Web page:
Yellow Vest activists hold a banner filled with a collage constructed of images of those injured in the protests and a sign which says, ‘United and Worthy of Oppression’
There were 5,000 police and gendarmes standing by for trouble in the French capital today, and it started in the late afternoon when a march got close to Place de la Republicque.
‘Macron Resign’, the crowd chanted, as they threw bottles and anything else they could find at police.
Huge white clouds of tear gas were smothering the area, covering rioters, as well as tourists.
By 4pm there had been around 15 arrests in the Paris areas, many of them of suspected rioters carrying potential weapons, and for violent disorder.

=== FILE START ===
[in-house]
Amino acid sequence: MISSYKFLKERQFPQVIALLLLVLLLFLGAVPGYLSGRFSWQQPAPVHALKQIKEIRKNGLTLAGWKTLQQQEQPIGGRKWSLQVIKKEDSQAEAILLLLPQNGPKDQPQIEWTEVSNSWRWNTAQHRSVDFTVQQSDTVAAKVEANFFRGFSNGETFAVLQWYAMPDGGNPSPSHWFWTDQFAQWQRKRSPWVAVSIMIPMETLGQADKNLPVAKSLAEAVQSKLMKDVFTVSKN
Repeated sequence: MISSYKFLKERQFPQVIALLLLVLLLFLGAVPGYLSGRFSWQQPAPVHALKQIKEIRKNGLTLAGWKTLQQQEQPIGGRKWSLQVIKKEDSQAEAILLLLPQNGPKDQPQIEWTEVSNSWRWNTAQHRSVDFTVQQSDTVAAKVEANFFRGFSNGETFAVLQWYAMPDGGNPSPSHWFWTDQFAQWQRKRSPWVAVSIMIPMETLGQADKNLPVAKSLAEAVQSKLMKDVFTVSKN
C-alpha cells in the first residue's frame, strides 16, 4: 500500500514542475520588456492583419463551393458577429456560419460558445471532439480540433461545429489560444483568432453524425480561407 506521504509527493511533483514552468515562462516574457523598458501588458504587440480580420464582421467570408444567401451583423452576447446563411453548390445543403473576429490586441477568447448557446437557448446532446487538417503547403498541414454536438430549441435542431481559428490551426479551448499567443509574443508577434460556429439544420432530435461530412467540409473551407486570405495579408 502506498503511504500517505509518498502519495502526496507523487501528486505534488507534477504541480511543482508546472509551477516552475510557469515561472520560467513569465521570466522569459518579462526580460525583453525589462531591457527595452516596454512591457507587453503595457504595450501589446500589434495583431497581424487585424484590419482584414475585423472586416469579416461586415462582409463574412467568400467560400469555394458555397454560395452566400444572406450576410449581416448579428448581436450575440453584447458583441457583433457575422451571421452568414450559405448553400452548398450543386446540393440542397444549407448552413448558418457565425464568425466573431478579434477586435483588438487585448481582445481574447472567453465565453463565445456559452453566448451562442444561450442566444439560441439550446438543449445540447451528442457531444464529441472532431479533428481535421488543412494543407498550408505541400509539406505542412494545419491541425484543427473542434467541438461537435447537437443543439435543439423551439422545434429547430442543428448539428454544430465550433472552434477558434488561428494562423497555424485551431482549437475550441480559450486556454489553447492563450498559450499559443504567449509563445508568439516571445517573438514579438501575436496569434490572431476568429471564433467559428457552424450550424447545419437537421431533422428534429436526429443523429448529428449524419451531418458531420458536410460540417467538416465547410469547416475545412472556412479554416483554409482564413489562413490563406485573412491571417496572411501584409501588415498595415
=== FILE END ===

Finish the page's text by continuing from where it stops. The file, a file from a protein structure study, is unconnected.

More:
Rodrigues, 40, has bravely taken to the streets again this weekend after he suffered the life-changing injury.
Several hundreds of demonstrators gathered at midday on a plaza in eastern Paris to join Rodrigues and chanted anti-government slogans as they headed toward the Republic plaza, in the northeast of the city centre.
The French government has insisted there was ‘no indication’ he was injured by a police projectile.
The government warned – after the top court’s ruling – there would be no hesitation to use ‘flashballs’ again this weekend – referring to the 40-mm (1.6-inch) rubber projectiles used by French riot police.
‘It’s true that this intermediate weapon can hurt, but faced with rioters, the police need it to defend themselves against those who attack them,’ said Interior Minister Christophe Castaner.